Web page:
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Obama tries to nail down healthcare legacy

Republicans say the debate over Obamacare is far from over


President Barack Obama, followed by Vice President Joe Biden, arrives at the White House Rose Garden to speak about Obamacare Associated Press/Photo by Carolyn Kaster

Obama tries to nail down healthcare legacy

President Barack Obama’s verbal victory lap this week over Obamacare’s enrollment numbers included his declaration that the “debate is over” when it comes to his signature healthcare overhaul.

“The Affordable Care Act is here to stay,” Obama said during his 20-minute speech in the White House’s Rose Garden. His appearance marked the sign-up deadline for those wanting to purchase health insurance on the government-run exchanges in time to avoid facing a fine imposed by the Internal Revenue Service.

Many Democrats crammed behind Obama in the Oval Office when he signed Obamacare into law four years ago, but few were willing to publicly join him this week in declaring the debate is over.

Obama on Tuesday said lawmakers who voted for the law “should be proud of what they’ve done.” Yet few of them sent out press releases with “mission accomplished” messages after the arrival of Obamacare’s latest enrollment deadline. With Democrats in danger of losing control of Congress this fall, few of the most vulnerable incumbents will be asking Obama to bring his Obamacare pep rally out on the campaign trail.

“If the president feels so good about the so-called success of his healthcare law, then we encourage him to campaign with Mary Landrieu, Mark Pryor, and all the other Senate Democrats who unanimously voted for Obamacare,” Republican National Committee chairman Reince Priebus said in a statement, calling out Landrieu, D-La., and Pryor, D-Ark., vulnerable Democratic senators up for re-election.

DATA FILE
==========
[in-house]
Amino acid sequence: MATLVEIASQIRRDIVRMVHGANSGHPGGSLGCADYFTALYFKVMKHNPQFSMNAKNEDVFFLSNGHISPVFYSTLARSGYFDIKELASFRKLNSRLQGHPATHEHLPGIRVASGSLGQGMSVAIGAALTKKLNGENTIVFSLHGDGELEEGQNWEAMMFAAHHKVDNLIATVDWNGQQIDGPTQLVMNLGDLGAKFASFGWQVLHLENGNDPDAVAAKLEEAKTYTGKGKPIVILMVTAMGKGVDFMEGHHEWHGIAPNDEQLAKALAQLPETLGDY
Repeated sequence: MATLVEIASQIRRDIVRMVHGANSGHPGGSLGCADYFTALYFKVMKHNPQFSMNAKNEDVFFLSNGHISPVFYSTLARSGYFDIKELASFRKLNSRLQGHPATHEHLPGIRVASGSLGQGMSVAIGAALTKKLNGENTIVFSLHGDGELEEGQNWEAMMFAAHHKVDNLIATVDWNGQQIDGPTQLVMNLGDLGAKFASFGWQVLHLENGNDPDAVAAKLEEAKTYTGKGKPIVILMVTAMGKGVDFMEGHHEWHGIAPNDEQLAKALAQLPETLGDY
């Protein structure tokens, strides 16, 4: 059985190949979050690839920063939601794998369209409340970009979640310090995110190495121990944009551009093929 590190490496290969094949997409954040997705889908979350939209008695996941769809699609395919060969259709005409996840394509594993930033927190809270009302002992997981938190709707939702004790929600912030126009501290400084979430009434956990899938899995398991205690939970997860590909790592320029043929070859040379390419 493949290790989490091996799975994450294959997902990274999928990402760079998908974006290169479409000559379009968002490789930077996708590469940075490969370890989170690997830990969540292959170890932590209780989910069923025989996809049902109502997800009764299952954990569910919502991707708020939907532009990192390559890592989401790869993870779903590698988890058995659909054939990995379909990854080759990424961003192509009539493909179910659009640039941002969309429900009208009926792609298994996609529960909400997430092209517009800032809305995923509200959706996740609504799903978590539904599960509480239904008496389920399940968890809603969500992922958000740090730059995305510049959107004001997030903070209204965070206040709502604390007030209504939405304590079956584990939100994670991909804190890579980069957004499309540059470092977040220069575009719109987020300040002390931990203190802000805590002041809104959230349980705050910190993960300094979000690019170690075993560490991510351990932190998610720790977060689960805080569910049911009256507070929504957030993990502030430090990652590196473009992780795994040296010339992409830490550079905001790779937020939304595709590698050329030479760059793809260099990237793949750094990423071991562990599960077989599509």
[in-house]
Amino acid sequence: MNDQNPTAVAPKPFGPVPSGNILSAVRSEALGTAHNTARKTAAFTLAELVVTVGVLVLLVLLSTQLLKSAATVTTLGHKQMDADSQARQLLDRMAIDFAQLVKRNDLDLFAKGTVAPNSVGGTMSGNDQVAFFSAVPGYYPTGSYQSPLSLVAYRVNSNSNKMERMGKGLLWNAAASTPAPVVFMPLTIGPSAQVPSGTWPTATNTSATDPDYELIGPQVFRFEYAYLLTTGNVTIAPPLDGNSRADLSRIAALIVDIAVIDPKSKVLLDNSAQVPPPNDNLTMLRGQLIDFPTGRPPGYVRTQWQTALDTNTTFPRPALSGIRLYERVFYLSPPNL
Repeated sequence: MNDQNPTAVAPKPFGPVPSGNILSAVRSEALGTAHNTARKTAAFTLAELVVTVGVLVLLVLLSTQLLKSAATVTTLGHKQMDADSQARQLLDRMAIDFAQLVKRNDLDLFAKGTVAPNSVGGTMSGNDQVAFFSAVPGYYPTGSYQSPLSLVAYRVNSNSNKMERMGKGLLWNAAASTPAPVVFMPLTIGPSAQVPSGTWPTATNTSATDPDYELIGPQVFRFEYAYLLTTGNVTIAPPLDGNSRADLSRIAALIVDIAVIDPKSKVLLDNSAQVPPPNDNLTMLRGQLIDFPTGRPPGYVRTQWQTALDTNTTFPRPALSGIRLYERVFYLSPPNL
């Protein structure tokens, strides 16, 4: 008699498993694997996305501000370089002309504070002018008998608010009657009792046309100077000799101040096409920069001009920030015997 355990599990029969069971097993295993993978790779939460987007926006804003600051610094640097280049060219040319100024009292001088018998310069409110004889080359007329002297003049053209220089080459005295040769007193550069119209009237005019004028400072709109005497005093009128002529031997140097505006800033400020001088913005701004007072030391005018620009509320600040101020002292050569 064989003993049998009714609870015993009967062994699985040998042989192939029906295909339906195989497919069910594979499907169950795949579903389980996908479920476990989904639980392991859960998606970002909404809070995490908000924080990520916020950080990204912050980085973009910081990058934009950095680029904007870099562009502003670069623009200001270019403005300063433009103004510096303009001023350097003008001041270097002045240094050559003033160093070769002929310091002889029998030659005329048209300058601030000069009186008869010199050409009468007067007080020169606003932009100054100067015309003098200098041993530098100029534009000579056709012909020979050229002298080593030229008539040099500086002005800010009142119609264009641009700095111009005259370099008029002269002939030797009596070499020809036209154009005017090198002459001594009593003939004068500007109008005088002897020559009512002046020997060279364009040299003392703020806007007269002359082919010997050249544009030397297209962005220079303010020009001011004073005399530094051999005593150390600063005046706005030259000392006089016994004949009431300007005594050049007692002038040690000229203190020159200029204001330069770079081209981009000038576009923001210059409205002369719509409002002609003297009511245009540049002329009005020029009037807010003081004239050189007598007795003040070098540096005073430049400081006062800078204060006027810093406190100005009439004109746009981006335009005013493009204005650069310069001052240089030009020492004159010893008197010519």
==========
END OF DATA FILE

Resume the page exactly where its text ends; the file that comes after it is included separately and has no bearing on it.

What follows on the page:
A Quinnipiac poll released Wednesday morning showed 55 percent of voters oppose Obamacare, while 40 percent are less likely to vote for a candidate who supports the healthcare law. By a 2-1 margin, according to the poll, independents are less likely to vote for a candidate who supports Obamacare. A majority of women and one in five Democrats oppose the law.

“It’s because this is no longer some political issue they're hearing about on the news,” Sen. Marco Rubio, R-Fla., said this week on Fox News. “This is personal, it’s happening to people.”

Americans are losing healthcare coverage they were happy with, while the healthcare coverage they are left with costs more, Rubio said. Some Americans can no longer see the doctors they used to visit.

“The bottom line is they have disrupted the entire health care marketplace for all Americans,” Rubio continued, “and all they have to show for it is a small miniscule dent in the number of people that were uninsured that are now insured.”

Obama’s White House celebration focused on the estimated 7 million Obamacare customers. It was a number the administration hoped to hit by the March 31 deadline.

But many unanswered questions came with those numbers. The administration didn’t disclose how many enrollees were previously uninsured compared to how many bought into the exchanges after having their health insurance canceled by Obamacare’s mandates. Those cancellations, compared with the new enrollments, could mean the net gain was low.

“It is estimated that Obamacare caused 6 million or so to lose their insurance,” explained Rep. Louie Gohmert, R-Texas. “So a net 1 million … does not seem particularly helpful.”

Also unknown is how many young adults are enrolling. Obamacare won’t pass any tests until such demographic breakdowns are provided and verified.

The 7 million enrollees touted Tuesday are far fewer than earlier Congressional Budget Office (CBO) estimates of Obamacare’s impact. The CBO in 2010 predicted the number of uninsured Americans would drop by 19 million by 2014. Early this year, the CBO revised that figure to 13 million, and that number is significantly below the reported 30 million uninsured people in this country.